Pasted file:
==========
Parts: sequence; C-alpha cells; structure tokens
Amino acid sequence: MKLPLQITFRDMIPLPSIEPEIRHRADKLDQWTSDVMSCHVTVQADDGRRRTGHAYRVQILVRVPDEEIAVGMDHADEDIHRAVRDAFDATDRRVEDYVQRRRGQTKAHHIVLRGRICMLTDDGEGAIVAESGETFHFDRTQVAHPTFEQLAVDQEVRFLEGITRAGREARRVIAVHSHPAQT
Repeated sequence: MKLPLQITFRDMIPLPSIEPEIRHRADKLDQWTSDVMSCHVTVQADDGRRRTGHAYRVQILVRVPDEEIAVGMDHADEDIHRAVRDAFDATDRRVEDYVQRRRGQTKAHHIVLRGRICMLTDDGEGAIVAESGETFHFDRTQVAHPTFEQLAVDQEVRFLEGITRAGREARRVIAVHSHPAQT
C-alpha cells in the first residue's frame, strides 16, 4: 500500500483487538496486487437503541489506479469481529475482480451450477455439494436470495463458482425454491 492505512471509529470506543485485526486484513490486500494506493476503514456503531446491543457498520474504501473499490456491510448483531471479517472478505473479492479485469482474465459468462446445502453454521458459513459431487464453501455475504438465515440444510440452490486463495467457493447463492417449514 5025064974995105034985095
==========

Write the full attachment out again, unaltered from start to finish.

Parts: sequence; C-alpha cells; structure tokens
Amino acid sequence: MKLPLQITFRDMIPLPSIEPEIRHRADKLDQWTSDVMSCHVTVQADDGRRRTGHAYRVQILVRVPDEEIAVGMDHADEDIHRAVRDAFDATDRRVEDYVQRRRGQTKAHHIVLRGRICMLTDDGEGAIVAESGETFHFDRTQVAHPTFEQLAVDQEVRFLEGITRAGREARRVIAVHSHPAQT
Repeated sequence: MKLPLQITFRDMIPLPSIEPEIRHRADKLDQWTSDVMSCHVTVQADDGRRRTGHAYRVQILVRVPDEEIAVGMDHADEDIHRAVRDAFDATDRRVEDYVQRRRGQTKAHHIVLRGRICMLTDDGEGAIVAESGETFHFDRTQVAHPTFEQLAVDQEVRFLEGITRAGREARRVIAVHSHPAQT
C-alpha cells in the first residue's frame, strides 16, 4: 500500500483487538496486487437503541489506479469481529475482480451450477455439494436470495463458482425454491 492505512471509529470506543485485526486484513490486500494506493476503514456503531446491543457498520474504501473499490456491510448483531471479517472478505473479492479485469482474465459468462446445502453454521458459513459431487464453501455475504438465515440444510440452490486463495467457493447463492417449514 5025064974995105034985095